The government also set up a Truth, Justice, and Reconciliation Commission in 2008 to investigate not only the violence, but larger, historical injustices and human rights violations. The TJRC, which has yet to give its final report, has been criticized as lacking credibility, due to a leadership struggle involving its chairman, Bethuel Kiplagat. He has been accused of being a member of a government team whose orders led to the notorious 1984 Wagalla Massacre, when Army and police troops rounded up members of the Somali community protesting against the government. Thousands were tortured and are believed to have died, according to human rights groups.  

There have also been several criminal prosecutions stemming directly from the post-2007 election violence. The International Criminal Court in The Hague has charged four Kenyans, including Deputy Prime Minister Uhuru Kenyatta, with crimes against humanity, and local prosecutors have charged several others for involvement in the violence. Many, however, believe that the main perpetrators and organizers have so far gone unpunished.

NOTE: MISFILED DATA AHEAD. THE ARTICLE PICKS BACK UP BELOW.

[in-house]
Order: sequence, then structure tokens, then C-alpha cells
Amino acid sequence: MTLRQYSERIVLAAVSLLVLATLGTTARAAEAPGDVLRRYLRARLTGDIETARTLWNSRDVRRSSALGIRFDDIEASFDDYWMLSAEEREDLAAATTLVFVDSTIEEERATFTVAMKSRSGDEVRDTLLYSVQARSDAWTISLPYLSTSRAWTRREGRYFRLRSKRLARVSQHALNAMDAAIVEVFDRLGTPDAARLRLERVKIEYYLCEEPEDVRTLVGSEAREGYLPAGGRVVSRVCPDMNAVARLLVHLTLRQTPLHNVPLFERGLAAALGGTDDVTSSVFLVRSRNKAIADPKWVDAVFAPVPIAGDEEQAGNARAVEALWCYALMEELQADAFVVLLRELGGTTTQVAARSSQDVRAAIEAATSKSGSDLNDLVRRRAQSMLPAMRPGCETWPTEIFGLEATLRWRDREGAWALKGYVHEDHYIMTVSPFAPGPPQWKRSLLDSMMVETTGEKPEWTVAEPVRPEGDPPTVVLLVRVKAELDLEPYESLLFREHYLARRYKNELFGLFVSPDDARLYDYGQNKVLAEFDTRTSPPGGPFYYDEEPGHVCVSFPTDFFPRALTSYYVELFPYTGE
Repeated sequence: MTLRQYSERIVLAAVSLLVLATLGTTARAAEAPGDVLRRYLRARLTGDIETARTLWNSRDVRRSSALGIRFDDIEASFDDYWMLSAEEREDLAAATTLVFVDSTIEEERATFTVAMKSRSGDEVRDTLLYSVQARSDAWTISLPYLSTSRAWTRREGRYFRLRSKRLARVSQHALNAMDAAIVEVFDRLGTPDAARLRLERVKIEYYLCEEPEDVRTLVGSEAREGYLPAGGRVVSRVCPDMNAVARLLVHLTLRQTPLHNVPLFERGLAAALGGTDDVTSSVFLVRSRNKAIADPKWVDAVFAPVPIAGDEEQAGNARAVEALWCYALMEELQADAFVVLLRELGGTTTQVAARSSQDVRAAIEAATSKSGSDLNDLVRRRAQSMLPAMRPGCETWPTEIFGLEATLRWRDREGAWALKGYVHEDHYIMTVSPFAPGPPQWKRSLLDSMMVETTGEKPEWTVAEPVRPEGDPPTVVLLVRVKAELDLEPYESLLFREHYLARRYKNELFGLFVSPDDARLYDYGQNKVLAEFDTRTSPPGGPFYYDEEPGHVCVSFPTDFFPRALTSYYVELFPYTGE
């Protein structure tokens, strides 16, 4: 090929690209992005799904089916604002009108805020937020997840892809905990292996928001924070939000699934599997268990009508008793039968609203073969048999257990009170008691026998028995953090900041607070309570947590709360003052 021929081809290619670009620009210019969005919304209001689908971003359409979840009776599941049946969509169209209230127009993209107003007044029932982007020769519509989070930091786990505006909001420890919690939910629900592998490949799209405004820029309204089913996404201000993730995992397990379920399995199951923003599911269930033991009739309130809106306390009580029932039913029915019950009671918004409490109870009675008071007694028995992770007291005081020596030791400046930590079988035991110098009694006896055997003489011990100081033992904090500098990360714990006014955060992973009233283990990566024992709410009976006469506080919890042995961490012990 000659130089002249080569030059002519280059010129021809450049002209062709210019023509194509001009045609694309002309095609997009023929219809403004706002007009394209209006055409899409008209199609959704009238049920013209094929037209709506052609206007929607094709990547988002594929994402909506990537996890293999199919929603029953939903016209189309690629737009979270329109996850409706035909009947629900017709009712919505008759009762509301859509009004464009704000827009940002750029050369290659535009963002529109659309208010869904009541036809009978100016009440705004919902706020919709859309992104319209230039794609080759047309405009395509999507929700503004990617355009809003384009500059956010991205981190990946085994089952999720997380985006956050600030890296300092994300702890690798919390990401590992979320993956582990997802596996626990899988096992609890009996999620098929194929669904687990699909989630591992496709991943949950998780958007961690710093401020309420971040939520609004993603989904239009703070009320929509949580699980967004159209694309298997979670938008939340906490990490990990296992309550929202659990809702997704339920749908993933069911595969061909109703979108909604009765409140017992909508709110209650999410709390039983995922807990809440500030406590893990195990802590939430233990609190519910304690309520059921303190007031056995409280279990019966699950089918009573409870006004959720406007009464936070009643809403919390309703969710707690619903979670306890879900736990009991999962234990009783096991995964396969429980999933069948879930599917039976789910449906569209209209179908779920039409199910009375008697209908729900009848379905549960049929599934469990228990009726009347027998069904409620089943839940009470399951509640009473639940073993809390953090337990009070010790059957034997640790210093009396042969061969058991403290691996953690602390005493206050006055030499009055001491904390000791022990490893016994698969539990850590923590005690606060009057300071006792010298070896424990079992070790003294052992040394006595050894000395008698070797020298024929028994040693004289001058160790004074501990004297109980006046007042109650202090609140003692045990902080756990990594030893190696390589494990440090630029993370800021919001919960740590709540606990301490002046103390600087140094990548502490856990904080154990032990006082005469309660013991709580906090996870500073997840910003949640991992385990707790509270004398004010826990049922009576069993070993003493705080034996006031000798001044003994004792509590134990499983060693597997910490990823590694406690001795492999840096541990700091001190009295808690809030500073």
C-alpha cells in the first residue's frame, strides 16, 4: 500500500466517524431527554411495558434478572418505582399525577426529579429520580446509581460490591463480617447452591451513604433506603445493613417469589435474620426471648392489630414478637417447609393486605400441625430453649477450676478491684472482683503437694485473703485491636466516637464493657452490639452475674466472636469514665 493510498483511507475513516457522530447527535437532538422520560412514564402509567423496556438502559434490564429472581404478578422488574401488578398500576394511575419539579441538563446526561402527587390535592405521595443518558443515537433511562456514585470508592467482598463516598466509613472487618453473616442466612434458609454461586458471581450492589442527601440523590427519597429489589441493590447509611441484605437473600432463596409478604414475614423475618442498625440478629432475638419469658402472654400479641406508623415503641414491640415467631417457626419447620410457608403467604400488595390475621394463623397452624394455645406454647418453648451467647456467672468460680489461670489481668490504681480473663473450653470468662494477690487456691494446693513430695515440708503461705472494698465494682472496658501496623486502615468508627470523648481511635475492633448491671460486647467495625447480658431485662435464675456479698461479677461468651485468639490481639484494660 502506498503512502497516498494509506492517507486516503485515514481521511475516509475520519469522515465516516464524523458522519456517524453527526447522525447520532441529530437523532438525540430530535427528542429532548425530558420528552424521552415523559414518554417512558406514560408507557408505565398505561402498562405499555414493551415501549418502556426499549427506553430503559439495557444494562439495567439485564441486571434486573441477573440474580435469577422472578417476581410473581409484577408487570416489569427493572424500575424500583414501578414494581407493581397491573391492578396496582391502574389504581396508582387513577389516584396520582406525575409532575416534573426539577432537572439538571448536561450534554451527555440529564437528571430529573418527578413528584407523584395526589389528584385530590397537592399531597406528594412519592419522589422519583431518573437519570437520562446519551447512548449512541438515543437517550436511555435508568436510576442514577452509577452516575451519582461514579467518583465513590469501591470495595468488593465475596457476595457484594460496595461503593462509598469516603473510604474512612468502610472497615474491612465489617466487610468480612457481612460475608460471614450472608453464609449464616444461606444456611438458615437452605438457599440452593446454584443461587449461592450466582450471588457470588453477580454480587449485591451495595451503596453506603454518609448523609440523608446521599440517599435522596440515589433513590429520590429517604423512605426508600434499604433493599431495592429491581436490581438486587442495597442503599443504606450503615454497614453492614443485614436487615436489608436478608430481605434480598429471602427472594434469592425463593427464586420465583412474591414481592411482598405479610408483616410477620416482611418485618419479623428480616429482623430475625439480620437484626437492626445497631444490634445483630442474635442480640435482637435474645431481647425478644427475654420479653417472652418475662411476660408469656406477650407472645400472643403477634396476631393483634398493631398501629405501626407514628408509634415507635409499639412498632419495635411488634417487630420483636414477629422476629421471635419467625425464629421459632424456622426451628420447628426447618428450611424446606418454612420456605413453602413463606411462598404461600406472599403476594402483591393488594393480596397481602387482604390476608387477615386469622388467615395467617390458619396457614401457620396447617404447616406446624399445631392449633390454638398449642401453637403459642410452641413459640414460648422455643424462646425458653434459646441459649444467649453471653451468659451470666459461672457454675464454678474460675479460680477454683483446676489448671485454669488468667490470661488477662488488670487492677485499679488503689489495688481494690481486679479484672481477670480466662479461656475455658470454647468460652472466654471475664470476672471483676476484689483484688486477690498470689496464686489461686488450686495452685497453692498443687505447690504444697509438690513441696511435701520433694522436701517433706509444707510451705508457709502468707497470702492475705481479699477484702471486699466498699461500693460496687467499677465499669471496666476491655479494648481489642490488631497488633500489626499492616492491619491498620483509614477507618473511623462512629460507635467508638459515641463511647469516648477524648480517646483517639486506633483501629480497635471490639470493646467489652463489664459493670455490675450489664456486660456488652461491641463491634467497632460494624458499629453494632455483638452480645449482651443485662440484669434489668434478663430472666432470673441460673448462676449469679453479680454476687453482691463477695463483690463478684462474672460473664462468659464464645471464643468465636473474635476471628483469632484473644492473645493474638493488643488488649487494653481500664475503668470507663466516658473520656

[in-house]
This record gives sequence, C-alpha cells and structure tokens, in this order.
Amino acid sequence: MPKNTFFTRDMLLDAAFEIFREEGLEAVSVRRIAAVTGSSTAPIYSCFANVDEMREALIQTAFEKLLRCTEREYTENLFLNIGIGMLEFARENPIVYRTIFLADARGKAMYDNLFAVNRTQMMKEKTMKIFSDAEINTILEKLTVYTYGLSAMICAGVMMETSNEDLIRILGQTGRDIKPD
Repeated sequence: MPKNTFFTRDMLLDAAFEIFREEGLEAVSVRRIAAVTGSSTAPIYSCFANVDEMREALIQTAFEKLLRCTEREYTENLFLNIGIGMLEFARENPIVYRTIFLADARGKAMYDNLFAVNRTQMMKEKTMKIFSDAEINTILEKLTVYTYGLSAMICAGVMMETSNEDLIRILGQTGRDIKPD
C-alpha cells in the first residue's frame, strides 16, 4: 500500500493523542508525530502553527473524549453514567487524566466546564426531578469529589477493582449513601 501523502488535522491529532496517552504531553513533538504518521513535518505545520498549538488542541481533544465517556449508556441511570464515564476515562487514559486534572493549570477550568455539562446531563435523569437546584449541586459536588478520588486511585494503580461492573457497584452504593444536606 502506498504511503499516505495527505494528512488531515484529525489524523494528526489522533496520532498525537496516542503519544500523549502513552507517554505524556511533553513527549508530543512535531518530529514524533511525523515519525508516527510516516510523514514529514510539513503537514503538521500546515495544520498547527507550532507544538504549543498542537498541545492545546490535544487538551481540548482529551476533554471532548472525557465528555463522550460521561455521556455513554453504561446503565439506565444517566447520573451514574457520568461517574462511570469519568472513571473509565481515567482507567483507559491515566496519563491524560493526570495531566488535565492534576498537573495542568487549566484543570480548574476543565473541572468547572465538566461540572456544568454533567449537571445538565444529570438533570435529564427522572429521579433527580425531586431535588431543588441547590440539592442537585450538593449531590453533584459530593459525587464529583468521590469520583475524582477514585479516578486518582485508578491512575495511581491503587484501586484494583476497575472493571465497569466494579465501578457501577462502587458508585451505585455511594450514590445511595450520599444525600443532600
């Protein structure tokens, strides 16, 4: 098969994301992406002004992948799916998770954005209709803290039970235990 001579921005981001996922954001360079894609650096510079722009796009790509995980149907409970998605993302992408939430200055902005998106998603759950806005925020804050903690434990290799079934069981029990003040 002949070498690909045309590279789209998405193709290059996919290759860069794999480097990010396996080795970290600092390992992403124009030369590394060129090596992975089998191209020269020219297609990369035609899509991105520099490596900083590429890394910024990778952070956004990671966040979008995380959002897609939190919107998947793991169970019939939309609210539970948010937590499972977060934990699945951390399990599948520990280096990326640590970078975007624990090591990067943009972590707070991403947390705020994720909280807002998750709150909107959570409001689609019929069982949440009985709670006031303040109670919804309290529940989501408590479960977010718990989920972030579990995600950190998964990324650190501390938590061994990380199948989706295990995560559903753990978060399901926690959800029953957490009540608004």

Serious tensions remain in other provinces. At least 39 people were killed when farmers raided a village of herders in southeastern part of the country early Friday in renewed fighting between two communities with a history of violent animosity, according to The Associated Press.

The tit-for-tat cycle of killings may be related to a redrawing of political boundaries and next year's general elections, the US humanitarian coordinator for Kenya, Aeneas C. Chuma, said in late August. On the surface, however, the violence seems driven by competition for water, pasture, and other resources, according to the Associated Press.

With fears of renewed violence, many citizens have welcomed efforts that can help sustain peace. By Friday, more than 6,000 letters had been written, with some coming from senior politicians, the clergy, and local businessmen. In addition to mailing them, participants are being encouraged to post them on Facebook or Twitter.

More than 14 million people have registered to vote, of an anticipated 18 million. President Kibaki, who is not standing for reelection, has tried to assure Kenyans that the March vote will be free, fair, and peaceful, as has Odinga, who is a front-runner in a growing field of at least four other candidates.